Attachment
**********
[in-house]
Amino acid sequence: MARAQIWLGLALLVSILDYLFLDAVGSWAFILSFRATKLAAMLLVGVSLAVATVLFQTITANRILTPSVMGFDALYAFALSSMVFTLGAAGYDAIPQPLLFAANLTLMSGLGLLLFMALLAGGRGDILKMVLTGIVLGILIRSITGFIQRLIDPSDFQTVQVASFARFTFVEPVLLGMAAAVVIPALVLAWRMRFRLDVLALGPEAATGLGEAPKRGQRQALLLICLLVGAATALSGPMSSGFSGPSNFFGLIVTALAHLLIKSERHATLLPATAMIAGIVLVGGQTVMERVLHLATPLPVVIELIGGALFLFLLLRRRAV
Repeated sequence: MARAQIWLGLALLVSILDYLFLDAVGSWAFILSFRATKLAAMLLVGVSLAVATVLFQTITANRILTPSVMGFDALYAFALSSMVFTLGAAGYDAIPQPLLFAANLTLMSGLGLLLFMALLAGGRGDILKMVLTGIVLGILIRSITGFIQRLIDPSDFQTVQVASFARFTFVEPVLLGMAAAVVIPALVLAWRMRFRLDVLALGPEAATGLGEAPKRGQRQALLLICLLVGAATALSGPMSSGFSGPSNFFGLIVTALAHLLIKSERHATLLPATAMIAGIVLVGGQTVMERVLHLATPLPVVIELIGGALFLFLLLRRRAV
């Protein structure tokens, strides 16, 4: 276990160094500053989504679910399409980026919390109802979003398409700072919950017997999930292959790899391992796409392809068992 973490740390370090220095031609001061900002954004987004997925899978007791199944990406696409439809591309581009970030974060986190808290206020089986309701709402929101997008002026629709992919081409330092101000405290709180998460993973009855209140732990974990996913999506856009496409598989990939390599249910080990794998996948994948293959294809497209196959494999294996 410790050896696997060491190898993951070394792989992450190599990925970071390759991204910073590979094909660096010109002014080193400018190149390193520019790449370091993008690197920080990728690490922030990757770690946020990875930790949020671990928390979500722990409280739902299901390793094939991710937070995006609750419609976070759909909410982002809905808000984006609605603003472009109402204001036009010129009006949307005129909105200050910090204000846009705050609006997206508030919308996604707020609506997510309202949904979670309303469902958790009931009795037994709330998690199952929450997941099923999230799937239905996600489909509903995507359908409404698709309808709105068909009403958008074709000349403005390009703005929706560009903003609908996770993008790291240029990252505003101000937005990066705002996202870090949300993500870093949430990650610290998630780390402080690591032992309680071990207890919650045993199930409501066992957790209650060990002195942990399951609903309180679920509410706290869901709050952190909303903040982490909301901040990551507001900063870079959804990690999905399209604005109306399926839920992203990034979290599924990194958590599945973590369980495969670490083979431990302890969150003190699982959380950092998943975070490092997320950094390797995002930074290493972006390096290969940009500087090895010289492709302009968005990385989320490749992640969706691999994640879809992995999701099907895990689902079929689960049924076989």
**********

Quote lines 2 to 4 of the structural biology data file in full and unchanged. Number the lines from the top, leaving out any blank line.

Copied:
Amino acid sequence: MARAQIWLGLALLVSILDYLFLDAVGSWAFILSFRATKLAAMLLVGVSLAVATVLFQTITANRILTPSVMGFDALYAFALSSMVFTLGAAGYDAIPQPLLFAANLTLMSGLGLLLFMALLAGGRGDILKMVLTGIVLGILIRSITGFIQRLIDPSDFQTVQVASFARFTFVEPVLLGMAAAVVIPALVLAWRMRFRLDVLALGPEAATGLGEAPKRGQRQALLLICLLVGAATALSGPMSSGFSGPSNFFGLIVTALAHLLIKSERHATLLPATAMIAGIVLVGGQTVMERVLHLATPLPVVIELIGGALFLFLLLRRRAV
Repeated sequence: MARAQIWLGLALLVSILDYLFLDAVGSWAFILSFRATKLAAMLLVGVSLAVATVLFQTITANRILTPSVMGFDALYAFALSSMVFTLGAAGYDAIPQPLLFAANLTLMSGLGLLLFMALLAGGRGDILKMVLTGIVLGILIRSITGFIQRLIDPSDFQTVQVASFARFTFVEPVLLGMAAAVVIPALVLAWRMRFRLDVLALGPEAATGLGEAPKRGQRQALLLICLLVGAATALSGPMSSGFSGPSNFFGLIVTALAHLLIKSERHATLLPATAMIAGIVLVGGQTVMERVLHLATPLPVVIELIGGALFLFLLLRRRAV
């Protein structure tokens, strides 16, 4: 276990160094500053989504679910399409980026919390109802979003398409700072919950017997999930292959790899391992796409392809068992 973490740390370090220095031609001061900002954004987004997925899978007791199944990406696409439809591309581009970030974060986190808290206020089986309701709402929101997008002026629709992919081409330092101000405290709180998460993973009855209140732990974990996913999506856009496409598989990939390599249910080990794998996948994948293959294809497209196959494999294996 410790050896696997060491190898993951070394792989992450190599990925970071390759991204910073590979094909660096010109002014080193400018190149390193520019790449370091993008690197920080990728690490922030990757770690946020990875930790949020671990928390979500722990409280739902299901390793094939991710937070995006609750419609976070759909909410982002809905808000984006609605603003472009109402204001036009010129009006949307005129909105200050910090204000846009705050609006997206508030919308996604707020609506997510309202949904979670309303469902958790009931009795037994709330998690199952929450997941099923999230799937239905996600489909509903995507359908409404698709309808709105068909009403958008074709000349403005390009703005929706560009903003609908996770993008790291240029990252505003101000937005990066705002996202870090949300993500870093949430990650610290998630780390402080690591032992309680071990207890919650045993199930409501066992957790209650060990002195942990399951609903309180679920509410706290869901709050952190909303903040982490909301901040990551507001900063870079959804990690999905399209604005109306399926839920992203990034979290599924990194958590599945973590369980495969670490083979431990302890969150003190699982959380950092998943975070490092997320950094390797995002930074290493972006390096290969940009500087090895010289492709302009968005990385989320490749992640969706691999994640879809992995999701099907895990689902079929689960049924076989």